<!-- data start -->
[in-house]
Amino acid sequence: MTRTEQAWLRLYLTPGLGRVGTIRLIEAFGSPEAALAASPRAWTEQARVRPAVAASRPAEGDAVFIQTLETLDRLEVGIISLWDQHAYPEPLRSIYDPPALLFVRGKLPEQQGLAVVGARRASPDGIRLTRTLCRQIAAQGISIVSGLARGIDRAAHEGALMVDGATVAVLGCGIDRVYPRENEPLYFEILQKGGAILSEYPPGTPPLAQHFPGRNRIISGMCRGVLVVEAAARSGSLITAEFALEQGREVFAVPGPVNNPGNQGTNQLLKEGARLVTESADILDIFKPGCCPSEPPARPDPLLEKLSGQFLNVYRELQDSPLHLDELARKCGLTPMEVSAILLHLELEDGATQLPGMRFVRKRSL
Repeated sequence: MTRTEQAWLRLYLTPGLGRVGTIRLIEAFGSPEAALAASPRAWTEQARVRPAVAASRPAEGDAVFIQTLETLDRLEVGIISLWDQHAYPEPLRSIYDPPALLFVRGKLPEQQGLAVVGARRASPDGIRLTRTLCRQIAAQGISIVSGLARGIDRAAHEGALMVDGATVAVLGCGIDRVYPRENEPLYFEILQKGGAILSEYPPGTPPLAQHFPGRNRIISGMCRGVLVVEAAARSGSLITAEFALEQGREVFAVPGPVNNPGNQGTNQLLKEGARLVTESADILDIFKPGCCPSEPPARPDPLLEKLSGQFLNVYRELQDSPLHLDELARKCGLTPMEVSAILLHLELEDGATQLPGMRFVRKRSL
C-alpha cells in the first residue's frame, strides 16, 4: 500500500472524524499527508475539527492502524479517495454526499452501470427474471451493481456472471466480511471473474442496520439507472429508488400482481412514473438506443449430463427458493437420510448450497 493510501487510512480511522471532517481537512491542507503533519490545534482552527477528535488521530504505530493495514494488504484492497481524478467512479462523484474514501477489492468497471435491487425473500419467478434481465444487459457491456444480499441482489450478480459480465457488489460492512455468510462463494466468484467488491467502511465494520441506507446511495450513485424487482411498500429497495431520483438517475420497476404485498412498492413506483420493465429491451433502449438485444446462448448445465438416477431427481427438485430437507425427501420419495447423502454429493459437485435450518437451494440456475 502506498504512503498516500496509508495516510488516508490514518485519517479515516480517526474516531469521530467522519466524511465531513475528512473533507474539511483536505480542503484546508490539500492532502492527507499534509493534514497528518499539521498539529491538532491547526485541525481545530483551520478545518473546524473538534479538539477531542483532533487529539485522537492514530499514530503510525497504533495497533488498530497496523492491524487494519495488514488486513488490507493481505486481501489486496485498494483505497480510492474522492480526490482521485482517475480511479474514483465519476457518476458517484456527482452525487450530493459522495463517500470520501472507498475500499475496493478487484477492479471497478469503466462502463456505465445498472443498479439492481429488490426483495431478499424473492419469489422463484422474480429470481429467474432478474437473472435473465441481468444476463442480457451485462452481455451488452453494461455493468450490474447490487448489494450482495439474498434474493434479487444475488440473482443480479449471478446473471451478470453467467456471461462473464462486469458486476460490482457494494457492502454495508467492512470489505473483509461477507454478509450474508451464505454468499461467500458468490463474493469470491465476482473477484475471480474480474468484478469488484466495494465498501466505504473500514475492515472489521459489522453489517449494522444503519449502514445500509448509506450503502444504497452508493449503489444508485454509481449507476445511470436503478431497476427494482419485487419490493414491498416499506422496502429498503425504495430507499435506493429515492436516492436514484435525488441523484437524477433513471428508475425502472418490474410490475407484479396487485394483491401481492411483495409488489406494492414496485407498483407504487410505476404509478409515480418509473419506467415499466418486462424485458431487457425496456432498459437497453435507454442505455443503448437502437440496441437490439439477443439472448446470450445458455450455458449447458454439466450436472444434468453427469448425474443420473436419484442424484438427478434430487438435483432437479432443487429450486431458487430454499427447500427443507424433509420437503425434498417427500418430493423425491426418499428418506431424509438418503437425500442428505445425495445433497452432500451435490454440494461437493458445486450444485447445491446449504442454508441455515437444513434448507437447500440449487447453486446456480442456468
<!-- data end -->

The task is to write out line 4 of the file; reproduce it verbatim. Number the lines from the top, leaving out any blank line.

C-alpha cells in the first residue's frame, strides 16, 4: 500500500472524524499527508475539527492502524479517495454526499452501470427474471451493481456472471466480511471473474442496520439507472429508488400482481412514473438506443449430463427458493437420510448450497 493510501487510512480511522471532517481537512491542507503533519490545534482552527477528535488521530504505530493495514494488504484492497481524478467512479462523484474514501477489492468497471435491487425473500419467478434481465444487459457491456444480499441482489450478480459480465457488489460492512455468510462463494466468484467488491467502511465494520441506507446511495450513485424487482411498500429497495431520483438517475420497476404485498412498492413506483420493465429491451433502449438485444446462448448445465438416477431427481427438485430437507425427501420419495447423502454429493459437485435450518437451494440456475 502506498504512503498516500496509508495516510488516508490514518485519517479515516480517526474516531469521530467522519466524511465531513475528512473533507474539511483536505480542503484546508490539500492532502492527507499534509493534514497528518499539521498539529491538532491547526485541525481545530483551520478545518473546524473538534479538539477531542483532533487529539485522537492514530499514530503510525497504533495497533488498530497496523492491524487494519495488514488486513488490507493481505486481501489486496485498494483505497480510492474522492480526490482521485482517475480511479474514483465519476457518476458517484456527482452525487450530493459522495463517500470520501472507498475500499475496493478487484477492479471497478469503466462502463456505465445498472443498479439492481429488490426483495431478499424473492419469489422463484422474480429470481429467474432478474437473472435473465441481468444476463442480457451485462452481455451488452453494461455493468450490474447490487448489494450482495439474498434474493434479487444475488440473482443480479449471478446473471451478470453467467456471461462473464462486469458486476460490482457494494457492502454495508467492512470489505473483509461477507454478509450474508451464505454468499461467500458468490463474493469470491465476482473477484475471480474480474468484478469488484466495494465498501466505504473500514475492515472489521459489522453489517449494522444503519449502514445500509448509506450503502444504497452508493449503489444508485454509481449507476445511470436503478431497476427494482419485487419490493414491498416499506422496502429498503425504495430507499435506493429515492436516492436514484435525488441523484437524477433513471428508475425502472418490474410490475407484479396487485394483491401481492411483495409488489406494492414496485407498483407504487410505476404509478409515480418509473419506467415499466418486462424485458431487457425496456432498459437497453435507454442505455443503448437502437440496441437490439439477443439472448446470450445458455450455458449447458454439466450436472444434468453427469448425474443420473436419484442424484438427478434430487438435483432437479432443487429450486431458487430454499427447500427443507424433509420437503425434498417427500418430493423425491426418499428418506431424509438418503437425500442428505445425495445433497452432500451435490454440494461437493458445486450444485447445491446449504442454508441455515437444513434448507437447500440449487447453486446456480442456468